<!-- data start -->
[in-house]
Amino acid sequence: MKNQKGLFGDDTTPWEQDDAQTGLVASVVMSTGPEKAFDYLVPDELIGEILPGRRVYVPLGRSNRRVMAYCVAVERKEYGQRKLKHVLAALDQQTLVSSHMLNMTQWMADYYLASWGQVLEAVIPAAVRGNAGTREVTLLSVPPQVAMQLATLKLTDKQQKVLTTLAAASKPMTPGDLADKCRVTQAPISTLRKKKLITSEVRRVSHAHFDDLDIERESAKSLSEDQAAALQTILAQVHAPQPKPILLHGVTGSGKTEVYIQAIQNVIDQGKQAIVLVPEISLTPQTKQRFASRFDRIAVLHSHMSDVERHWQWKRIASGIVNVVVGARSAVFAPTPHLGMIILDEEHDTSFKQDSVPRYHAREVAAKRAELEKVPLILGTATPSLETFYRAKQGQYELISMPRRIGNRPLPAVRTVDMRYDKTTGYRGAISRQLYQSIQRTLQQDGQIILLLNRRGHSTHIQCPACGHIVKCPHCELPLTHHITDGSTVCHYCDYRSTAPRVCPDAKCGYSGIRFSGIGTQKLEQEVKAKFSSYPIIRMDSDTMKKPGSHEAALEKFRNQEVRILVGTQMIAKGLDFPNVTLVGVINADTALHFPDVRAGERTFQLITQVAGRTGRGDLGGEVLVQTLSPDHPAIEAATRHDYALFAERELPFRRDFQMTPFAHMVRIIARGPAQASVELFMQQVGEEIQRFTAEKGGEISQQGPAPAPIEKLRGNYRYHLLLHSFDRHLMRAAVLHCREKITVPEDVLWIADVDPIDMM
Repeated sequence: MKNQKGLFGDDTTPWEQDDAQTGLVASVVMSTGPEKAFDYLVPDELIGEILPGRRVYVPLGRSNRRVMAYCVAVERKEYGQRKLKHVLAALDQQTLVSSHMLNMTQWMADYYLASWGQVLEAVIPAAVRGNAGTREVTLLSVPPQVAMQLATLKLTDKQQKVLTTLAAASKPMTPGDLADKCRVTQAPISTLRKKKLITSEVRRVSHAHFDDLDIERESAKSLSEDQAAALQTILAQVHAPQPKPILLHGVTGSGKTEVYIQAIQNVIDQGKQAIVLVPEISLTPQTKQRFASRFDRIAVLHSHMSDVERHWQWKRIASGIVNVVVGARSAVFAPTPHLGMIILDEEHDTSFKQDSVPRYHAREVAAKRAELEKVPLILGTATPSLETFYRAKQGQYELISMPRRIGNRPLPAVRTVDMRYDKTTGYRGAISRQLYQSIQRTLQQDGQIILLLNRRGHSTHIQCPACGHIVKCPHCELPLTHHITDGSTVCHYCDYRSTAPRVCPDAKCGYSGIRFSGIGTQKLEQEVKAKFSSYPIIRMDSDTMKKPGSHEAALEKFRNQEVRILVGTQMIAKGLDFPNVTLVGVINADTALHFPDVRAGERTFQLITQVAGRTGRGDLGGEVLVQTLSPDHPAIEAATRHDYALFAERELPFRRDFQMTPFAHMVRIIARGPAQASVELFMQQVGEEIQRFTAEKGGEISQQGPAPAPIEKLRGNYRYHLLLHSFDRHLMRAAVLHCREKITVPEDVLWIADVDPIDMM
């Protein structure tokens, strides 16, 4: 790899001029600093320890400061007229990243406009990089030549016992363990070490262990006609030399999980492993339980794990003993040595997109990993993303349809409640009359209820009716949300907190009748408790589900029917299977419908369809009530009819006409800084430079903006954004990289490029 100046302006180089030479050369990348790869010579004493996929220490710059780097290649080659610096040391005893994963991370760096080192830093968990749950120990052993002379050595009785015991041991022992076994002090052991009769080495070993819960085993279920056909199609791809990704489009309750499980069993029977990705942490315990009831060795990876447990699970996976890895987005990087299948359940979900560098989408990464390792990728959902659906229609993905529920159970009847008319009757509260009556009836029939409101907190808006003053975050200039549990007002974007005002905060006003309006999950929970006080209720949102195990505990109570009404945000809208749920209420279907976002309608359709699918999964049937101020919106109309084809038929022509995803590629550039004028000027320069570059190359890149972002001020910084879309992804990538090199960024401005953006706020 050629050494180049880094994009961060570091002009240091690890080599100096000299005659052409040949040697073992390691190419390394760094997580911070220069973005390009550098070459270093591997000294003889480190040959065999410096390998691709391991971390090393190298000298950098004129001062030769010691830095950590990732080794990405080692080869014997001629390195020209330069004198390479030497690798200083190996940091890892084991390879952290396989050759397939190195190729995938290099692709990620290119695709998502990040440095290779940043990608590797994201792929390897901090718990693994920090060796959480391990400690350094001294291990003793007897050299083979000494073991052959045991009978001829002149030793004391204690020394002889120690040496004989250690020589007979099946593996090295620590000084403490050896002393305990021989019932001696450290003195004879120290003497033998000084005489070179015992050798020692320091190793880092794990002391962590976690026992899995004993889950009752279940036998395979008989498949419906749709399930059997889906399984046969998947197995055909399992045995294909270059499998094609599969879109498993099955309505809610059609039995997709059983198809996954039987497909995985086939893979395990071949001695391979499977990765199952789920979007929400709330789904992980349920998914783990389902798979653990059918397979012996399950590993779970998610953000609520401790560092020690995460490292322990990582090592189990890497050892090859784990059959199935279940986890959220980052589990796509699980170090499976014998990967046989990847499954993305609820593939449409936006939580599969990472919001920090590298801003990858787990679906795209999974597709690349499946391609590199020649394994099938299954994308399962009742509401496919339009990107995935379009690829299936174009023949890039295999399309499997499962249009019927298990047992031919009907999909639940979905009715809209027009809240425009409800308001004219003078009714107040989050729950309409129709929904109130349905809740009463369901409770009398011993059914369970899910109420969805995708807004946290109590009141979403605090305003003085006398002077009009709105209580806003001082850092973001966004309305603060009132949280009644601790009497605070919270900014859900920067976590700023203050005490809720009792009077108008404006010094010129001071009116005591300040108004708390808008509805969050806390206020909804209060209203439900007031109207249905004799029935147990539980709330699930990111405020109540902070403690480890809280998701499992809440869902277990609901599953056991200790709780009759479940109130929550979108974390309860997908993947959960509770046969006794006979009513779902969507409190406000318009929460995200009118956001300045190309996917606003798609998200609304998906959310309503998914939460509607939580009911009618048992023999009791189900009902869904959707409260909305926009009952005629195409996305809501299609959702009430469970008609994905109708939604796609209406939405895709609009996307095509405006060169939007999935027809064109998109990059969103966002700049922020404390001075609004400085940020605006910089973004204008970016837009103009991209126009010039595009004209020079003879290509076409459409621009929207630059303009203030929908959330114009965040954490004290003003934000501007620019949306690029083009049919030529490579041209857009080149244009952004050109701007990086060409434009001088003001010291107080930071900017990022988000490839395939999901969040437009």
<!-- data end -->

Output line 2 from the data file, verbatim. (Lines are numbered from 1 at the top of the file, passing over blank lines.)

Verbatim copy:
Amino acid sequence: MKNQKGLFGDDTTPWEQDDAQTGLVASVVMSTGPEKAFDYLVPDELIGEILPGRRVYVPLGRSNRRVMAYCVAVERKEYGQRKLKHVLAALDQQTLVSSHMLNMTQWMADYYLASWGQVLEAVIPAAVRGNAGTREVTLLSVPPQVAMQLATLKLTDKQQKVLTTLAAASKPMTPGDLADKCRVTQAPISTLRKKKLITSEVRRVSHAHFDDLDIERESAKSLSEDQAAALQTILAQVHAPQPKPILLHGVTGSGKTEVYIQAIQNVIDQGKQAIVLVPEISLTPQTKQRFASRFDRIAVLHSHMSDVERHWQWKRIASGIVNVVVGARSAVFAPTPHLGMIILDEEHDTSFKQDSVPRYHAREVAAKRAELEKVPLILGTATPSLETFYRAKQGQYELISMPRRIGNRPLPAVRTVDMRYDKTTGYRGAISRQLYQSIQRTLQQDGQIILLLNRRGHSTHIQCPACGHIVKCPHCELPLTHHITDGSTVCHYCDYRSTAPRVCPDAKCGYSGIRFSGIGTQKLEQEVKAKFSSYPIIRMDSDTMKKPGSHEAALEKFRNQEVRILVGTQMIAKGLDFPNVTLVGVINADTALHFPDVRAGERTFQLITQVAGRTGRGDLGGEVLVQTLSPDHPAIEAATRHDYALFAERELPFRRDFQMTPFAHMVRIIARGPAQASVELFMQQVGEEIQRFTAEKGGEISQQGPAPAPIEKLRGNYRYHLLLHSFDRHLMRAAVLHCREKITVPEDVLWIADVDPIDMM